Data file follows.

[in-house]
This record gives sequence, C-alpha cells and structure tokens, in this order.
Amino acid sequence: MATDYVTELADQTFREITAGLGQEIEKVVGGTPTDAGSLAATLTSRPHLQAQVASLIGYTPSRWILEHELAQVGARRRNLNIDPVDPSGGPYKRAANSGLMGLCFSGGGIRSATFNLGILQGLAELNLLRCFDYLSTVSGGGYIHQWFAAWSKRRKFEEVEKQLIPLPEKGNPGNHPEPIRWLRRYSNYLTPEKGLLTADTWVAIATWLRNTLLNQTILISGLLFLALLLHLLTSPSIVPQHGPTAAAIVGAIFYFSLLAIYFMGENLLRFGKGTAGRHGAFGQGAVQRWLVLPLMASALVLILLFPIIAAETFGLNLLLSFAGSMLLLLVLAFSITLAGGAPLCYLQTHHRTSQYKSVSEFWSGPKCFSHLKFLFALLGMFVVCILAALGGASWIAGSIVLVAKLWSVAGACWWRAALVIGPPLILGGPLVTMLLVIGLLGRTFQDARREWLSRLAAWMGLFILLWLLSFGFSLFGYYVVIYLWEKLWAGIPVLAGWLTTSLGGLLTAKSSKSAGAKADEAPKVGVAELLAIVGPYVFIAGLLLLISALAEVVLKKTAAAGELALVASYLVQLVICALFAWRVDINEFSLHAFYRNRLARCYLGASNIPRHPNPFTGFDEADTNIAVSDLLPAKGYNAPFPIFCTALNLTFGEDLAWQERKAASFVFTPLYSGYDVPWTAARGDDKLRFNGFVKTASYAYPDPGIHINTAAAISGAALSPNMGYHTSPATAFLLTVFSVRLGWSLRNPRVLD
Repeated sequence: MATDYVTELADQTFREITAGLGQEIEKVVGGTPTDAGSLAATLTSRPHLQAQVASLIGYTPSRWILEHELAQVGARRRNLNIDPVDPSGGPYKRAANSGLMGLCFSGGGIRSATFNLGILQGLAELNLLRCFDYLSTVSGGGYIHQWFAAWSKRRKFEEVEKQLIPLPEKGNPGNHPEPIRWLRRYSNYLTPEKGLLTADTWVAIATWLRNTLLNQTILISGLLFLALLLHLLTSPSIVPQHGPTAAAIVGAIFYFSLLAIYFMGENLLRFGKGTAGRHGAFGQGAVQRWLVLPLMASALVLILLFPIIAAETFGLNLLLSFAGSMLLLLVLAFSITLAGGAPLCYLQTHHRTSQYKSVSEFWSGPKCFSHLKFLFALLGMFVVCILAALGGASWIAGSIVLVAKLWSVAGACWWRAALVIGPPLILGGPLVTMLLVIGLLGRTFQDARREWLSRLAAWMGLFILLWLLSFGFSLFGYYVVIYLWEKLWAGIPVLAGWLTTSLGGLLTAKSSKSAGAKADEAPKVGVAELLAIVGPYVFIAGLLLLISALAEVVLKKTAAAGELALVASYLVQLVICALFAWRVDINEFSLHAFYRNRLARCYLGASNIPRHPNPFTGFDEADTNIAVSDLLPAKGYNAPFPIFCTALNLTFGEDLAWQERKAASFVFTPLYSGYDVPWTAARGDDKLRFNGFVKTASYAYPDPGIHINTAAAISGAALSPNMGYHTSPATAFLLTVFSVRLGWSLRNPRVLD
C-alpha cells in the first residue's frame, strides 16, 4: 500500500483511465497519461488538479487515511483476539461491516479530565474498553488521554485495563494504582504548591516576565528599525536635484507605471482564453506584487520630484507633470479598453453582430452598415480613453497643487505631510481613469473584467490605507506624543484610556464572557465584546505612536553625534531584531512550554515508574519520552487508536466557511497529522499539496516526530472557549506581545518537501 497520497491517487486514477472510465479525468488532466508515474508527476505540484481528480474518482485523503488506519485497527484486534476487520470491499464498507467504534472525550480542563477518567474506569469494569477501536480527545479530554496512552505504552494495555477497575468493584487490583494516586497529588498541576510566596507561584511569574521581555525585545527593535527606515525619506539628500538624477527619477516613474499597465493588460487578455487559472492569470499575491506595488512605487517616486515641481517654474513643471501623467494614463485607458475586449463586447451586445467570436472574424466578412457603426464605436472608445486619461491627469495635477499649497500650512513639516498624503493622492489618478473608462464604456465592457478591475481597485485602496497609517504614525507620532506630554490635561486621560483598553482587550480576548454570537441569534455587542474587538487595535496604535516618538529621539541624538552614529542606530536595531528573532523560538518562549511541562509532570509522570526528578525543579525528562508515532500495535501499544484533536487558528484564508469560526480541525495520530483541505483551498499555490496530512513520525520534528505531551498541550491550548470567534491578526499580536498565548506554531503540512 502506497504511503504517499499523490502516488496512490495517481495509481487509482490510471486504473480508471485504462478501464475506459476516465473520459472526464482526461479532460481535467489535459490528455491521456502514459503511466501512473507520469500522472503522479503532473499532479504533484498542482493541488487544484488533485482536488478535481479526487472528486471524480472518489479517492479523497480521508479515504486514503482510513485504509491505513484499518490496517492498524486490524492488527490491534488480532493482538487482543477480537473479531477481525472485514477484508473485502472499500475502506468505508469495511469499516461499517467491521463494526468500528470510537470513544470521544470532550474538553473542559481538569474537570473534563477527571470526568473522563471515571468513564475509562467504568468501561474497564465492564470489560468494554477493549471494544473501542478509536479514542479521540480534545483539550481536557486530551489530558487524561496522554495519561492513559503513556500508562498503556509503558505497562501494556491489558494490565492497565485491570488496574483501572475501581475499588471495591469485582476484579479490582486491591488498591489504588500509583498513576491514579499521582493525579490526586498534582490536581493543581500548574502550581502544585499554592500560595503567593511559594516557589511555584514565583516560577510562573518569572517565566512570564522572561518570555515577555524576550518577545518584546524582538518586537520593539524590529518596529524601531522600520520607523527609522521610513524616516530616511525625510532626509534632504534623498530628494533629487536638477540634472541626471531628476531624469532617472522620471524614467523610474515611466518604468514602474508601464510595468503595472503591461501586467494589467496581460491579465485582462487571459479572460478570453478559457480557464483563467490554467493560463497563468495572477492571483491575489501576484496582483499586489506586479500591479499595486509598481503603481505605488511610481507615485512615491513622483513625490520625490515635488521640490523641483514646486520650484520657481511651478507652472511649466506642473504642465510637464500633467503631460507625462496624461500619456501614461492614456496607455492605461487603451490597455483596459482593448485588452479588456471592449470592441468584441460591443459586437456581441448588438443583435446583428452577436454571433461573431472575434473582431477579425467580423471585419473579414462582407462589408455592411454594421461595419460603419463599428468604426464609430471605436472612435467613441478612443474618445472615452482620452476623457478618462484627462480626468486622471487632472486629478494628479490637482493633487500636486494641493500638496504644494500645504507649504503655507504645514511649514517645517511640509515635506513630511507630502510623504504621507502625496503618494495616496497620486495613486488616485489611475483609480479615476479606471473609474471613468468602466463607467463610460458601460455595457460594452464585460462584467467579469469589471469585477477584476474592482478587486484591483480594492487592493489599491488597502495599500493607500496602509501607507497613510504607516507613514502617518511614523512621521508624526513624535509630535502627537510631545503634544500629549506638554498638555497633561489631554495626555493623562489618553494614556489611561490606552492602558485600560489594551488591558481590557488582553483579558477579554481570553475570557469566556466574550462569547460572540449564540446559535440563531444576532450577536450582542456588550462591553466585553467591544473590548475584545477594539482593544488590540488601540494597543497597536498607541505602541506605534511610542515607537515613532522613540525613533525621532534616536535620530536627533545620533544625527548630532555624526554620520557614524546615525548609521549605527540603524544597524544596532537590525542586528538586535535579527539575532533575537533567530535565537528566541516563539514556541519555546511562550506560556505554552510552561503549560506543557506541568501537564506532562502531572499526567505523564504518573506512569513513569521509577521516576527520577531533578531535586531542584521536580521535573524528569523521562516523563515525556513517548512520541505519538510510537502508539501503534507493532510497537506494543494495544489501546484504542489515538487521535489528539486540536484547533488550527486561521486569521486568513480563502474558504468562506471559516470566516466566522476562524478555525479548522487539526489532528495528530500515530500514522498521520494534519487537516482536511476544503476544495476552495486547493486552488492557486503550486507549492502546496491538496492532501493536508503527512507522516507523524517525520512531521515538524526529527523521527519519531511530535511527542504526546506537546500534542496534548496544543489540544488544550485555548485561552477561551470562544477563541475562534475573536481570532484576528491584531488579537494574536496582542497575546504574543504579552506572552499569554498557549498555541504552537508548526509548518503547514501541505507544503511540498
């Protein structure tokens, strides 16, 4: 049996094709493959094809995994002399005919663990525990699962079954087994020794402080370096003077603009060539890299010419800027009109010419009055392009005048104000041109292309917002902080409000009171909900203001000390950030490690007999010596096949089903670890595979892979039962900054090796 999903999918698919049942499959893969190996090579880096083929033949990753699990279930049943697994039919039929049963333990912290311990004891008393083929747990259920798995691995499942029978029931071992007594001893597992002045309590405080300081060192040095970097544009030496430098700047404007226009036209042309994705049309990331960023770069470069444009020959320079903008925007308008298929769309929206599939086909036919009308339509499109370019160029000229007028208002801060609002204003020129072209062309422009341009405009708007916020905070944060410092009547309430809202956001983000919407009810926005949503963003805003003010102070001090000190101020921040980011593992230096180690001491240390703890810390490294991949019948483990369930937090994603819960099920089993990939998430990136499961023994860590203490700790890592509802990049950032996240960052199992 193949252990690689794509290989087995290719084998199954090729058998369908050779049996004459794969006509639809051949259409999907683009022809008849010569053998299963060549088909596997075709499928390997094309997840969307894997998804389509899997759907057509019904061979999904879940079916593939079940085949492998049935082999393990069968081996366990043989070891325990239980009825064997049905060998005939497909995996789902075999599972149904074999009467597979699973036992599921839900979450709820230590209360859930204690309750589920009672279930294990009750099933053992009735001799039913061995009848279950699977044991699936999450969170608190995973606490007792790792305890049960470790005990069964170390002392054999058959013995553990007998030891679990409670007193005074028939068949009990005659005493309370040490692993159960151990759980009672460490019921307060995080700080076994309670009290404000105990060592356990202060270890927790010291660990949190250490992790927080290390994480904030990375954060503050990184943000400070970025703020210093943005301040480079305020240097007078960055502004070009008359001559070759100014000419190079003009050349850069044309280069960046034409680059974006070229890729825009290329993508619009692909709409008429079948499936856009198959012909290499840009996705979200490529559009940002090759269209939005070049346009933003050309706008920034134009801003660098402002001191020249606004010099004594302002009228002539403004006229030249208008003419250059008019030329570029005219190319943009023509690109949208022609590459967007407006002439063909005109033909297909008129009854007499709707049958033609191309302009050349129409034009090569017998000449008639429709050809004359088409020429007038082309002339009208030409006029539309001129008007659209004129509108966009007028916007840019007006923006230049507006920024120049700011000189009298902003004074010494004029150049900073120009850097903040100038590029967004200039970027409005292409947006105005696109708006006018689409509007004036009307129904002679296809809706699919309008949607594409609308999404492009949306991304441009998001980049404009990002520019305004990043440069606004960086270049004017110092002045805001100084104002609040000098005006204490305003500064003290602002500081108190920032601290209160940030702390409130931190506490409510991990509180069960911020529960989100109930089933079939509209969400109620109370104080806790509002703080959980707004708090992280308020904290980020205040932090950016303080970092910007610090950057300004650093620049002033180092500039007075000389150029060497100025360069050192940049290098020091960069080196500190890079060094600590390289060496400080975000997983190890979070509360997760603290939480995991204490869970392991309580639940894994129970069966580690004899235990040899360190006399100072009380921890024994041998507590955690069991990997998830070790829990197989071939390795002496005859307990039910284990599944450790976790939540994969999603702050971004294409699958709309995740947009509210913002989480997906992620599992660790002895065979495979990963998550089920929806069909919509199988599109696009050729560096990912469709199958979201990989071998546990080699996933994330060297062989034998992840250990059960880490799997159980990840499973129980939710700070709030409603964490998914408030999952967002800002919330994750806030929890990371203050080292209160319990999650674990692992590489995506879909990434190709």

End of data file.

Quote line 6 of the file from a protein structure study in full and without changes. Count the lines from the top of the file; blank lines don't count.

């Protein structure tokens, strides 16, 4: 049996094709493959094809995994002399005919663990525990699962079954087994020794402080370096003077603009060539890299010419800027009109010419009055392009005048104000041109292309917002902080409000009171909900203001000390950030490690007999010596096949089903670890595979892979039962900054090796 999903999918698919049942499959893969190996090579880096083929033949990753699990279930049943697994039919039929049963333990912290311990004891008393083929747990259920798995691995499942029978029931071992007594001893597992002045309590405080300081060192040095970097544009030496430098700047404007226009036209042309994705049309990331960023770069470069444009020959320079903008925007308008298929769309929206599939086909036919009308339509499109370019160029000229007028208002801060609002204003020129072209062309422009341009405009708007916020905070944060410092009547309430809202956001983000919407009810926005949503963003805003003010102070001090000190101020921040980011593992230096180690001491240390703890810390490294991949019948483990369930937090994603819960099920089993990939998430990136499961023994860590203490700790890592509802990049950032996240960052199992 193949252990690689794509290989087995290719084998199954090729058998369908050779049996004459794969006509639809051949259409999907683009022809008849010569053998299963060549088909596997075709499928390997094309997840969307894997998804389509899997759907057509019904061979999904879940079916593939079940085949492998049935082999393990069968081996366990043989070891325990239980009825064997049905060998005939497909995996789902075999599972149904074999009467597979699973036992599921839900979450709820230590209360859930204690309750589920009672279930294990009750099933053992009735001799039913061995009848279950699977044991699936999450969170608190995973606490007792790792305890049960470790005990069964170390002392054999058959013995553990007998030891679990409670007193005074028939068949009990005659005493309370040490692993159960151990759980009672460490019921307060995080700080076994309670009290404000105990060592356990202060270890927790010291660990949190250490992790927080290390994480904030990375954060503050990184943000400070970025703020210093943005301040480079305020240097007078960055502004070009008359001559070759100014000419190079003009050349850069044309280069960046034409680059974006070229890729825009290329993508619009692909709409008429079948499936856009198959012909290499840009996705979200490529559009940002090759269209939005070049346009933003050309706008920034134009801003660098402002001191020249606004010099004594302002009228002539403004006229030249208008003419250059008019030329570029005219190319943009023509690109949208022609590459967007407006002439063909005109033909297909008129009854007499709707049958033609191309302009050349129409034009090569017998000449008639429709050809004359088409020429007038082309002339009208030409006029539309001129008007659209004129509108966009007028916007840019007006923006230049507006920024120049700011000189009298902003004074010494004029150049900073120009850097903040100038590029967004200039970027409005292409947006105005696109708006006018689409509007004036009307129904002679296809809706699919309008949607594409609308999404492009949306991304441009998001980049404009990002520019305004990043440069606004960086270049004017110092002045805001100084104002609040000098005006204490305003500064003290602002500081108190920032601290209160940030702390409130931190506490409510991990509180069960911020529960989100109930089933079939509209969400109620109370104080806790509002703080959980707004708090992280308020904290980020205040932090950016303080970092910007610090950057300004650093620049002033180092500039007075000389150029060497100025360069050192940049290098020091960069080196500190890079060094600590390289060496400080975000997983190890979070509360997760603290939480995991204490869970392991309580639940894994129970069966580690004899235990040899360190006399100072009380921890024994041998507590955690069991990997998830070790829990197989071939390795002496005859307990039910284990599944450790976790939540994969999603702050971004294409699958709309995740947009509210913002989480997906992620599992660790002895065979495979990963998550089920929806069909919509199988599109696009050729560096990912469709199958979201990989071998546990080699996933994330060297062989034998992840250990059960880490799997159980990840499973129980939710700070709030409603964490998914408030999952967002800002919330994750806030929890990371203050080292209160319990999650674990692992590489995506879909990434190709």